Reading Notes / Tetris Effect
Tetris Effect is an effect that happens when you devote a large amount of time and mental effort to do something, it will shape the way you think, see, and do stuff.
Or put it simply, your brain continues to do what you were doing, even when you are physically not.
- Play Tetris and you will see yourself shaping/fitting people, objects around you just like how you fit things in the game.
- Play chess and you’ll see yourself thinking, pondering before making a move on anything, including your work, your communication.
- Web developers who have worked with HTML/CSS for a while can develop a habit of seeing everything on the web as boxes, lol.
- Listening to the same type of music over and over can shape the way you see your life, or your emotion depending on what kind of music you are listening to.
Research said this effect is related to Procedural memory◹, an unconscious memory that guides the performance of skills or behaviors that you learned unconsciously (via repetition).
The interesting point here is repetition. Do something repetitively and the Tetris Effect kicks in. If you do good things, you form a good habit. If you do bad things, you get a bad habit.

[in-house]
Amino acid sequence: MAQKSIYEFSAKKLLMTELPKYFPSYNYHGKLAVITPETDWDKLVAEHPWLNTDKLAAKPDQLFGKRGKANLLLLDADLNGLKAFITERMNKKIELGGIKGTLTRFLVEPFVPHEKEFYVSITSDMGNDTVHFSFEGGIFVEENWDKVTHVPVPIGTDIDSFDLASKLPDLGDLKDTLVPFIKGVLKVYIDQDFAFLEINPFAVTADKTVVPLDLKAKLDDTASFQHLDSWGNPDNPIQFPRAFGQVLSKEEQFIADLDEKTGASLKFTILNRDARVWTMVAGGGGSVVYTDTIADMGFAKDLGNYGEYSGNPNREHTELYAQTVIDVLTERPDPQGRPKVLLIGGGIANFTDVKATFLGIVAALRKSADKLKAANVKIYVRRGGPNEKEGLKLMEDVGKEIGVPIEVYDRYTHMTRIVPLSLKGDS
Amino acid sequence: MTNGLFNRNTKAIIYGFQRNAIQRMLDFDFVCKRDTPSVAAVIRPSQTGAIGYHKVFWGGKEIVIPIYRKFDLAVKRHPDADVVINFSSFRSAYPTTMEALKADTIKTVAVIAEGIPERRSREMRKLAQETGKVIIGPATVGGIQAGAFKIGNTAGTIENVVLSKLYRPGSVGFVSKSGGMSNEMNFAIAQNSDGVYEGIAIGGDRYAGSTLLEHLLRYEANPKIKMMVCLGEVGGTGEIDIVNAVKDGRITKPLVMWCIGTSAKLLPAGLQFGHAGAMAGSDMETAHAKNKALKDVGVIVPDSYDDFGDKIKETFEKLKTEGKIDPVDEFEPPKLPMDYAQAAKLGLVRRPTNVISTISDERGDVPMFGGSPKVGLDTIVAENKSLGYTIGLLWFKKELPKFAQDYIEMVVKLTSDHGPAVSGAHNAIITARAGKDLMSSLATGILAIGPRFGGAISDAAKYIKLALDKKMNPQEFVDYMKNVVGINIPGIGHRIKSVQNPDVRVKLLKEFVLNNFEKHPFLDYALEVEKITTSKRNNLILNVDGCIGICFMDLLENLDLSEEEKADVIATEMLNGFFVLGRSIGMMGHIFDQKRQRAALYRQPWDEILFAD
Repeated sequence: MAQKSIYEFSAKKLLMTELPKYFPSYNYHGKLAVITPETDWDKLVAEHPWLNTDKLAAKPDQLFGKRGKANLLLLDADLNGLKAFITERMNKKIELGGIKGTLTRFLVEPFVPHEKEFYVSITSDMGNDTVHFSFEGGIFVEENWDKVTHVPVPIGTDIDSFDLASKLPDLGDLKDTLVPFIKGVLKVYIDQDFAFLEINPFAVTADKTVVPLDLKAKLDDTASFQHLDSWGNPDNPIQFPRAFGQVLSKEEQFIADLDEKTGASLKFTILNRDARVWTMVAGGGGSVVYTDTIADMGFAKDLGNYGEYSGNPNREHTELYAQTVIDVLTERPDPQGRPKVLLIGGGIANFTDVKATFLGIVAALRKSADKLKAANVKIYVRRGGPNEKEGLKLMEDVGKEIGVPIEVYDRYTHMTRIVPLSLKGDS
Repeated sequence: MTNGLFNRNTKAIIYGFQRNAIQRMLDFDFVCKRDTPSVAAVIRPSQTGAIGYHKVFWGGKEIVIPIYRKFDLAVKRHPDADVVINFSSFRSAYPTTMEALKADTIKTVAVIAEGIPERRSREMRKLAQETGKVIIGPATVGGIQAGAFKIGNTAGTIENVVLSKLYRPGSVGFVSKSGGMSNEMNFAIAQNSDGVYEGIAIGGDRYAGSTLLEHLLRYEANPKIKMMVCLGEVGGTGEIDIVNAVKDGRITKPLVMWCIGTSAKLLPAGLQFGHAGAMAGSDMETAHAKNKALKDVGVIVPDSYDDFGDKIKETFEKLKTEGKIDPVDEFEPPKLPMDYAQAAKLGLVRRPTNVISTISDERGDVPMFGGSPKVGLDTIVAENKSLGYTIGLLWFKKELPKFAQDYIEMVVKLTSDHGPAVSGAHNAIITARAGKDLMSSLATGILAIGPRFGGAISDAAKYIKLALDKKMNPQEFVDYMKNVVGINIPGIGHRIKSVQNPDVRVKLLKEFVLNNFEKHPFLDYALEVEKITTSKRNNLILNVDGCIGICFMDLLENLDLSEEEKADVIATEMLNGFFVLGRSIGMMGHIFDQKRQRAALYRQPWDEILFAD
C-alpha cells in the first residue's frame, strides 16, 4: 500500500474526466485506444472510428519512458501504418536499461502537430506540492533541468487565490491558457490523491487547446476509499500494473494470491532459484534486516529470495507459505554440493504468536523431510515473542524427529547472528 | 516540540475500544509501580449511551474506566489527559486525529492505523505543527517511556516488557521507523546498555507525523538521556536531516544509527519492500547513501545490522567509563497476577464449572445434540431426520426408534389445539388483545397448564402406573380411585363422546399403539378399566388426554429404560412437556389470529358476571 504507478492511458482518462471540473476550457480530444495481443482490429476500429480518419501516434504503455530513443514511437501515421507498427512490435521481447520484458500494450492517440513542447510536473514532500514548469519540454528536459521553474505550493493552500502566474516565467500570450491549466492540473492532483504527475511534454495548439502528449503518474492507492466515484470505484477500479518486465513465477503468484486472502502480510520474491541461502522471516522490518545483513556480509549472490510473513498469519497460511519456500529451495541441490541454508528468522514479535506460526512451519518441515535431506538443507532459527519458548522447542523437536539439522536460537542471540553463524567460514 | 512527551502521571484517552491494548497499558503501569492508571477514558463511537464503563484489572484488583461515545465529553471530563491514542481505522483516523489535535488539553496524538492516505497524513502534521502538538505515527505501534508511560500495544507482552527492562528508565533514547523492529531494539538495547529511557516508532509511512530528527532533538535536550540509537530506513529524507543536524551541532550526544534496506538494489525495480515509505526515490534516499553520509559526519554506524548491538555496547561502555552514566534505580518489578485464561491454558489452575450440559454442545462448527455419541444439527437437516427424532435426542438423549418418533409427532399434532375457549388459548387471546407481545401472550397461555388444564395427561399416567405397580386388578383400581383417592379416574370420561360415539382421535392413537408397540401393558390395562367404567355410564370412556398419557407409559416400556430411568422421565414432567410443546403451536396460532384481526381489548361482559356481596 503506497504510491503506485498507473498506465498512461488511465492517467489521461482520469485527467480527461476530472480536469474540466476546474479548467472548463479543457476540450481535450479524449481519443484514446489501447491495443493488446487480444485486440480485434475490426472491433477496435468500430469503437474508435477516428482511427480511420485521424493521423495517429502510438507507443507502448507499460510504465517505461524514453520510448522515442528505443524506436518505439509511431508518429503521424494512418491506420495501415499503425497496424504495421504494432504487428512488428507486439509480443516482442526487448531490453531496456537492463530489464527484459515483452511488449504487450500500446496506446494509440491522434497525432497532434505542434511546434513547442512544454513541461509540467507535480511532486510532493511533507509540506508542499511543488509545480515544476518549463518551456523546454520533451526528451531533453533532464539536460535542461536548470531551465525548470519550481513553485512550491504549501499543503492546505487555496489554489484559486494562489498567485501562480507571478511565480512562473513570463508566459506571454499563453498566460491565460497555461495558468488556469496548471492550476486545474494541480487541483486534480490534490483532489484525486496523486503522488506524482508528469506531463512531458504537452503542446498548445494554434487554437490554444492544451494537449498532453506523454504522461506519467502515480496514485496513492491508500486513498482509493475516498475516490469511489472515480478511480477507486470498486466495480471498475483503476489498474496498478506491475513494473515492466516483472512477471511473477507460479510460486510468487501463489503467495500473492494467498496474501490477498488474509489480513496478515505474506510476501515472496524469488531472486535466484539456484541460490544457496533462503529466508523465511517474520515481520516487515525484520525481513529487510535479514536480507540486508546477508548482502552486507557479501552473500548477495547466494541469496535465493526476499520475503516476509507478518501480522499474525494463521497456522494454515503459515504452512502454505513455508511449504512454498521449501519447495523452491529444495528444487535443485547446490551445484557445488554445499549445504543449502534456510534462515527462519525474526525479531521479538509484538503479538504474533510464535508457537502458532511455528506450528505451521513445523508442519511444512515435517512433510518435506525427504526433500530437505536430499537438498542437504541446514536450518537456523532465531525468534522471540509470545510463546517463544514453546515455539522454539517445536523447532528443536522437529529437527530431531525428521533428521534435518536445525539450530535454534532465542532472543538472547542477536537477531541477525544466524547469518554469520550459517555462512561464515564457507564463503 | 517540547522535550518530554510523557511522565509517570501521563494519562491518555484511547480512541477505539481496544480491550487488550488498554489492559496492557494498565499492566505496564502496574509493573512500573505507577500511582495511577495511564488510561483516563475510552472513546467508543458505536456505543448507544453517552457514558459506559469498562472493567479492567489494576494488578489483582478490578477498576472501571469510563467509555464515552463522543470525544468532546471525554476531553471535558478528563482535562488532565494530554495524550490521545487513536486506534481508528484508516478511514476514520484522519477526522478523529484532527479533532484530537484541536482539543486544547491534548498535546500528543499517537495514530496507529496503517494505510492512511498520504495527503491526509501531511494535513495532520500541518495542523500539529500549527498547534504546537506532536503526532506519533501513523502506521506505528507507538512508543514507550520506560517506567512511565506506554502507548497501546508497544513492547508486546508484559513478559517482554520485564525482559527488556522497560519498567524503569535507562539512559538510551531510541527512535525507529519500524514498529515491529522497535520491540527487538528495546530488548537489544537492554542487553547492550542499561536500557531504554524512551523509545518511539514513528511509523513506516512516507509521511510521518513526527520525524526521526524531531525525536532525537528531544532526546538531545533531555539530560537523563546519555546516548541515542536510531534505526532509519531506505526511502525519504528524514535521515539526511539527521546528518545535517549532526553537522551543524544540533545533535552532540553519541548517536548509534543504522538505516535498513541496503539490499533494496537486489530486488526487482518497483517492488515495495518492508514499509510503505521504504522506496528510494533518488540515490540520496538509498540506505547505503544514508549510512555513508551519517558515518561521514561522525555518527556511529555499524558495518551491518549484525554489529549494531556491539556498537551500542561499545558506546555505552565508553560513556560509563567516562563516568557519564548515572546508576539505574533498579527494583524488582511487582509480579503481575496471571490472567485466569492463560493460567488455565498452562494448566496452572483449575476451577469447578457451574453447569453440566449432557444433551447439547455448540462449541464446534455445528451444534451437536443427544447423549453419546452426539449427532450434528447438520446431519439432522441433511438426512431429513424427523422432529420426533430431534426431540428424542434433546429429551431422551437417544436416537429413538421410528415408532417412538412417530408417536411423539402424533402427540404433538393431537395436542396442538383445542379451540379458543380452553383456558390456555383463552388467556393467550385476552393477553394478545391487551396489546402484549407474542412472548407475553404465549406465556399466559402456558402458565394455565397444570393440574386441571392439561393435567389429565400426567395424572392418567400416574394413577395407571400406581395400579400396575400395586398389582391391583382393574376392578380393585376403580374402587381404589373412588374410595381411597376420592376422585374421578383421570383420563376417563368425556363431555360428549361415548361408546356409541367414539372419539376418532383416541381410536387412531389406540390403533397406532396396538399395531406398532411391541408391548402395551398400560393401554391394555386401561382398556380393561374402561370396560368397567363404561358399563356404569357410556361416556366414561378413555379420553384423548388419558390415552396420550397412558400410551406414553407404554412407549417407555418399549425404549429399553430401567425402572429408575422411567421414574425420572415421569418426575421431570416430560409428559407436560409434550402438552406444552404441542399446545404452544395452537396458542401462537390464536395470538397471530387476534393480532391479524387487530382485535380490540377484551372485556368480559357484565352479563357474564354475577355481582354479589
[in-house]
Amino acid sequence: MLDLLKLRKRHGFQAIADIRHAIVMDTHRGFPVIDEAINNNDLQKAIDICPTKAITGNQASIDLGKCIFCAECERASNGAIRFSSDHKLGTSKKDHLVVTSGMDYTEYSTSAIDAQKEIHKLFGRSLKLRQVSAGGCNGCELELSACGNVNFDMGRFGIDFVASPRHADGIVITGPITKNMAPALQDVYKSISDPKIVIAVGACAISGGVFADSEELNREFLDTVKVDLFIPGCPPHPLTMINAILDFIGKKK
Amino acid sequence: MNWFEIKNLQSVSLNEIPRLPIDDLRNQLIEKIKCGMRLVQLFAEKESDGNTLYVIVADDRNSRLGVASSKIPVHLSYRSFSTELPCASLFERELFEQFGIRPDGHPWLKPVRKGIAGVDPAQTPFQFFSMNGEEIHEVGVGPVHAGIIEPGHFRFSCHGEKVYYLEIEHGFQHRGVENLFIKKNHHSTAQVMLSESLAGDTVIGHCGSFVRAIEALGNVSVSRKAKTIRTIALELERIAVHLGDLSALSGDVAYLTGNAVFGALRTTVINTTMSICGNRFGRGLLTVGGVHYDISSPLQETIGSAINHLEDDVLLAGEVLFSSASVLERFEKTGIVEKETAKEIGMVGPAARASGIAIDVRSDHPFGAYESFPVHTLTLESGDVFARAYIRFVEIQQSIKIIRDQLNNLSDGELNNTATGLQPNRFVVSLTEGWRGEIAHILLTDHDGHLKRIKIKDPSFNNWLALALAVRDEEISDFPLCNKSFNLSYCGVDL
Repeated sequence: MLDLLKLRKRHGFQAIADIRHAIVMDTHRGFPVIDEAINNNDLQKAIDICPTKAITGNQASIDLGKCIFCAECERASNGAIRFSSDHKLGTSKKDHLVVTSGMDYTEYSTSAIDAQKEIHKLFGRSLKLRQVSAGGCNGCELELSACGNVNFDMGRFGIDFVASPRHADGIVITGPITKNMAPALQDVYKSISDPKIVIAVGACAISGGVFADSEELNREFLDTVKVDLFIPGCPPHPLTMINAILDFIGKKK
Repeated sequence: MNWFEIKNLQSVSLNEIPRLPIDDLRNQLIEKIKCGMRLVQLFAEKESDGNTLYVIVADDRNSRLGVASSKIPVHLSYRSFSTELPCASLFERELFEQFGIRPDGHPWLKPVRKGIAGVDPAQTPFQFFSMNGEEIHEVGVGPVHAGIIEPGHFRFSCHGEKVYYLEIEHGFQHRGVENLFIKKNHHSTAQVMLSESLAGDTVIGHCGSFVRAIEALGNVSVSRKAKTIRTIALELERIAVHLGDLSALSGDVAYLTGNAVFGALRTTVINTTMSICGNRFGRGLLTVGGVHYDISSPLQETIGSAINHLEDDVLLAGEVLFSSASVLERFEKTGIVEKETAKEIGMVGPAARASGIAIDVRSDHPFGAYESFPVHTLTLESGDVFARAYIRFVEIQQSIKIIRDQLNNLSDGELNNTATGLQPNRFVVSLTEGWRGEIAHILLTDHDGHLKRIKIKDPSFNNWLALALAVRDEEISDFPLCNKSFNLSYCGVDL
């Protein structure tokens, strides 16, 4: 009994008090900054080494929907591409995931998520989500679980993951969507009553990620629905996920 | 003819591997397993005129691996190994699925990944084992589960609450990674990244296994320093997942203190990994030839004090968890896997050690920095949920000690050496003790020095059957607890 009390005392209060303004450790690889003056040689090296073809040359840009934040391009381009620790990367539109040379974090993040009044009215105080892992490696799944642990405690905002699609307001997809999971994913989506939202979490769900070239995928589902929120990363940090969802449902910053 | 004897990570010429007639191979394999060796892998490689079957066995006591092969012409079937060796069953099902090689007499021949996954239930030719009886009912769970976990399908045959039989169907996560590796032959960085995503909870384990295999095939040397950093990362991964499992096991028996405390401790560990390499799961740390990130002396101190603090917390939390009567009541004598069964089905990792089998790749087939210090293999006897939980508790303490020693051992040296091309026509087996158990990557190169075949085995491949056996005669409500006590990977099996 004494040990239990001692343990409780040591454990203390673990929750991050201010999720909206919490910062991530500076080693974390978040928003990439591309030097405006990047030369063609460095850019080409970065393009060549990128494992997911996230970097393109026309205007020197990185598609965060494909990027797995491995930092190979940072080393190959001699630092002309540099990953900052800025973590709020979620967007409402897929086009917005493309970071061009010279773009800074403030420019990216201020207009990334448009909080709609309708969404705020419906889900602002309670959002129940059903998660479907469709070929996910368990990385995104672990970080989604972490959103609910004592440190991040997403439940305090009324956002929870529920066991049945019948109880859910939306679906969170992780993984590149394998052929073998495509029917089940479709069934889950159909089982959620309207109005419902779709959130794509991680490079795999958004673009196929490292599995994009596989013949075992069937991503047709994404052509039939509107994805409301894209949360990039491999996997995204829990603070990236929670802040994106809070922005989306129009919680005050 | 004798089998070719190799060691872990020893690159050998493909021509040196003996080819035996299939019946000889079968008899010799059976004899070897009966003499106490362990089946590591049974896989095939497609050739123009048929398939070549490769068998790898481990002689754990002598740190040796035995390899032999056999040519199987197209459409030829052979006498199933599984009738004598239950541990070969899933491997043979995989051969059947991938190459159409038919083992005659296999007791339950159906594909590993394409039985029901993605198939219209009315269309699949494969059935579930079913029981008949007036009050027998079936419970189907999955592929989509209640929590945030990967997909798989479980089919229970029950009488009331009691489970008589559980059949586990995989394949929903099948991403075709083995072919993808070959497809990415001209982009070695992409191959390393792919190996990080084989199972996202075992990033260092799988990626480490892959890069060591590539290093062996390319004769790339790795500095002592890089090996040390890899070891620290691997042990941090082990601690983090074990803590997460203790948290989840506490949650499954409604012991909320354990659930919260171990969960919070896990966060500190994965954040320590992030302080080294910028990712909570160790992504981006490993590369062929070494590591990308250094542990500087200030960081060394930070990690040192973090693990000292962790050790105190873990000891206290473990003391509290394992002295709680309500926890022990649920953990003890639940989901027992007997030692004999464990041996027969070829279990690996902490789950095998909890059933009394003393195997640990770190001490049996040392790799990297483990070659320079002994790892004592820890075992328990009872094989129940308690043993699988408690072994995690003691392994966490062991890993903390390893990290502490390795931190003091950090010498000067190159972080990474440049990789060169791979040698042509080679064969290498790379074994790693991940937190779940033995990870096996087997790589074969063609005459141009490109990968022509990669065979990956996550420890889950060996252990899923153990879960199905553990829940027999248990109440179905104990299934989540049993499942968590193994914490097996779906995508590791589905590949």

You can use this effect to drive yourself into learning new skills or developing good habits, improving your mental health (read a book every day, write an article weekly, say thanks more often,…)
Conclusion: Reading about this effect help me understand better the way the human brain works, and how this effect could help us to improve ourselves, learning new skills, but it’s also a risk of taking it too much, just like drugs.
What’s next? There are some interesting articles related to the Tetris Effect:
- Do Computer Games Fry Your Brain?◹, Annette Earling, CityPaper
- Real World Doesn’t Use a Joystick◹, Daniel Terdiman, Wired
- Possible future risk of Virtual Reality◹, Garth Kidd
- This Is Your Brain on Tetris◹, Jefferey Golosmith, Wired
- The Tetris Effect: What is it?◹, Exploring Your Mind
- Rewire Your Brain for Positivity and Happiness Using the Tetris Effect◹, Walter Chen, Life Hack
- How Movie Soundtracks Influence the Brain◹, Exploring Your Mind
- Is Tetris Good For The Brain?◹, ScienceDaily